Yesterday I went out to lunch with my Reading Group friends. There are seven of us in total and we meet, on average, every six weeks. We alternate taking turns to have the meeting in our homes – we’re all local – and the hostess (we’re all ladies), as well as providing the wine and snacks, also chooses the book for the following meeting.
And every year we meet for a Christmas meal and a summer lunch. Yesterday was the occasion of the summer lunch, which was held at a local gastro pub – and very nice it was too!
Sometimes we will meet up and all go to a public reading or on a cinema outing, but we mostly keep the focus to our reading and books.
This lovely group has been meeting for 16 years, and I look forward to our meetings very much. The reason we stopped at a membership number of seven was because this is the maximum number of seats that we can each accommodate comfortably in our homes.
And the reason we have each hostess choose the book for the next meeting is that this is the best way that we can ensure that we get to read a wide variety of books. I have certainly read books (mostly fiction) that I would never have read if they had not been nominated through the Reading Group. That’s what makes it so interesting.
We’re quite a laid back group. For example, I refuse to continue reading a book if I find it too tedious, or I can’t get into the plot, or I find myself reading the same chapter again and again! Having said that, I might decide to read it after we’ve all met to discuss it.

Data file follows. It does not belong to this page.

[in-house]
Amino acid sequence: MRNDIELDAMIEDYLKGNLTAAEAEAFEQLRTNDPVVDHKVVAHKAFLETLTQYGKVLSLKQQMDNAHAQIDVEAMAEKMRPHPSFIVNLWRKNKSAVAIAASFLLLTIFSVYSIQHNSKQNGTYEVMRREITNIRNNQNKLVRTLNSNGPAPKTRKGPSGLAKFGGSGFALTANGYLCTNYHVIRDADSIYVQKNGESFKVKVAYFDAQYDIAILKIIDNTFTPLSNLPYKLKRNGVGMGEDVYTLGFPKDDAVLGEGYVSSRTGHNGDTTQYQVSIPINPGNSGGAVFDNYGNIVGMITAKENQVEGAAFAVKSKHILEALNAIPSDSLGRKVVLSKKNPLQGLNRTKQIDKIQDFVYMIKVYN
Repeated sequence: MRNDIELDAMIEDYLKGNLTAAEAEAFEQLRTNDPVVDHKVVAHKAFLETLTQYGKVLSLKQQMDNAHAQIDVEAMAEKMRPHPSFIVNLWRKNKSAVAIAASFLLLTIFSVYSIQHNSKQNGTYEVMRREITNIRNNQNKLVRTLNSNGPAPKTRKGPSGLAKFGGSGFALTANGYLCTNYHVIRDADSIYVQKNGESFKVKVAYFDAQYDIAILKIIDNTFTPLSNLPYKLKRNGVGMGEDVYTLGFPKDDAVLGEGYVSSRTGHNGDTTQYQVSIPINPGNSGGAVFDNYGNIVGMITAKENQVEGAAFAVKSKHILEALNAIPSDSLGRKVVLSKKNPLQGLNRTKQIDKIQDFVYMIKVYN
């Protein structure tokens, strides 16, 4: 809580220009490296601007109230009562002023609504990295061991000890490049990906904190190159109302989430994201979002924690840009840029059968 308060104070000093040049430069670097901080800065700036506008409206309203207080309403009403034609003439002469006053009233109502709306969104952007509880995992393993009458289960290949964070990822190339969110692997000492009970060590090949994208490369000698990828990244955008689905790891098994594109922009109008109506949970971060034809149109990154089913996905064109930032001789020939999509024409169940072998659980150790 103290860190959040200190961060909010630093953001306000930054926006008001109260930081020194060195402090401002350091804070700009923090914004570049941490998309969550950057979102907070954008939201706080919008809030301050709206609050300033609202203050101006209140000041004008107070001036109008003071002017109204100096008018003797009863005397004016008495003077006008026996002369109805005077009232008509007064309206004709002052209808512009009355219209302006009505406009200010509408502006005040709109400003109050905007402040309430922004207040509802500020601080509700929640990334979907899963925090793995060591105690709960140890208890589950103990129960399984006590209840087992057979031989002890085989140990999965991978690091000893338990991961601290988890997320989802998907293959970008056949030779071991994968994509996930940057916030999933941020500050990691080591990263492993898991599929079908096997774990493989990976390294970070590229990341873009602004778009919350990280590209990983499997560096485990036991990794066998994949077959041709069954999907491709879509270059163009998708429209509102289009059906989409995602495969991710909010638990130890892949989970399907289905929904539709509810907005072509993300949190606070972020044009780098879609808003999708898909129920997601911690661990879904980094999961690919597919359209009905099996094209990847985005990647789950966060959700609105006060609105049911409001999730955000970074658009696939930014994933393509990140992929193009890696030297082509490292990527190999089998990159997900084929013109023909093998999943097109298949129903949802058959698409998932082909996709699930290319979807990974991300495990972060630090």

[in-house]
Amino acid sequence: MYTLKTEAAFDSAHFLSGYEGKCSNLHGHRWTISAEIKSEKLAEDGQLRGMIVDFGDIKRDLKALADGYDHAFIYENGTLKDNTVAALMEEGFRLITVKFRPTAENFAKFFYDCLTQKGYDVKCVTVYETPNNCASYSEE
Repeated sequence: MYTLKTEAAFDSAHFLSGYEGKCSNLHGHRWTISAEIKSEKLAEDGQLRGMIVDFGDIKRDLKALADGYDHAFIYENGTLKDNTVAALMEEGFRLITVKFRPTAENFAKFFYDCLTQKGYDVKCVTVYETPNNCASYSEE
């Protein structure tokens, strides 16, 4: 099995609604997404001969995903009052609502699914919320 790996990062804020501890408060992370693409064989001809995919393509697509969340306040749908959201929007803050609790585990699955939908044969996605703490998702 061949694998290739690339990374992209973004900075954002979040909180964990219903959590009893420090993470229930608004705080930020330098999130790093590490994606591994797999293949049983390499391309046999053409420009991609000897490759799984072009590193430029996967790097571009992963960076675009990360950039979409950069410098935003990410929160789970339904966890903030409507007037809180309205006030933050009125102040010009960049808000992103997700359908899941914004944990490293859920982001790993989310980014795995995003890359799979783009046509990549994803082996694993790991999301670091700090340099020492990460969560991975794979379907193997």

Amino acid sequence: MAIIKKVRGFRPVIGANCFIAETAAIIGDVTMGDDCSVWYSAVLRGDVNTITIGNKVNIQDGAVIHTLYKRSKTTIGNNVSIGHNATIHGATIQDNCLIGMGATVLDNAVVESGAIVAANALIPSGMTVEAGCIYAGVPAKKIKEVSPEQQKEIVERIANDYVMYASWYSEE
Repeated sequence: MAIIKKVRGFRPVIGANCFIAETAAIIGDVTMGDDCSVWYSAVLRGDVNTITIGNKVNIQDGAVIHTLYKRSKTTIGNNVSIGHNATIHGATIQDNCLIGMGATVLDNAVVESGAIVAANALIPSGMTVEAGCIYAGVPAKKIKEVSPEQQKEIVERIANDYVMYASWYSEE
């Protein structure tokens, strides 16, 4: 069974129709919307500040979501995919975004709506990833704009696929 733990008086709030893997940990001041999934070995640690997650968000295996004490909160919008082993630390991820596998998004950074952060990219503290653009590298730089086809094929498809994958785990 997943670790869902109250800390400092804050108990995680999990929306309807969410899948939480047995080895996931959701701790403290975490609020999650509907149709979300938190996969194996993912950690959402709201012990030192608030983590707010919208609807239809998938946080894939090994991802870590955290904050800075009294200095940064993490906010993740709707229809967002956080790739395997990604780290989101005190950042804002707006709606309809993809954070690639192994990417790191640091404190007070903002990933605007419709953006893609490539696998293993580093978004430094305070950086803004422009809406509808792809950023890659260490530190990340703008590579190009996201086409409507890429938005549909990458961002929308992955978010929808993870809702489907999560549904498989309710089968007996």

Or I might not!
Either way, refusing to finish the book is not considered a hanging offence!
We also tend to spend the majority of each meeting gossiping about what has happened in the town since we last met and our children. We then discuss the book, while sipping wine and eating healthy(ish) snacks.
Like I aid – we’re quite laid back!
After coffee (and cake) the hostess will reveal the next book – perhaps with a short statement about why she chose it.
Anyway, yesterday it was my turn to choose the next book, and I chose The Humans by Matt Haig. The reason that I chose the book was because I had recently read another book by the same author called Reasons to Stay Alive.
This book was not fiction; it was about depression.
I don’t suffer from depression, but both my son and husband do. And I found the book to be educational, enlightening, disturbing, and sometimes very funny. It told me more about depression than either of my boys could, and I am very grateful to Matt Haig for this.
I hope that I am a better person for having read it.
Reasons to Stay Alive is not a sad book; rather it is a testament to the strength of the human mind and a celebration of the human spirit. And it beautifully describes the heart-stopping emotions that people who suffer from depression can experience.
I discovered that the author had also written a piece of fiction called The Humans, about an alien on earth. And I also learned that the way that the alien interacted with humans on earth was a metaphor for depression.
As an added bonus, I believe that this is the first science fiction book we will have read as a group.
I do hope they all read it!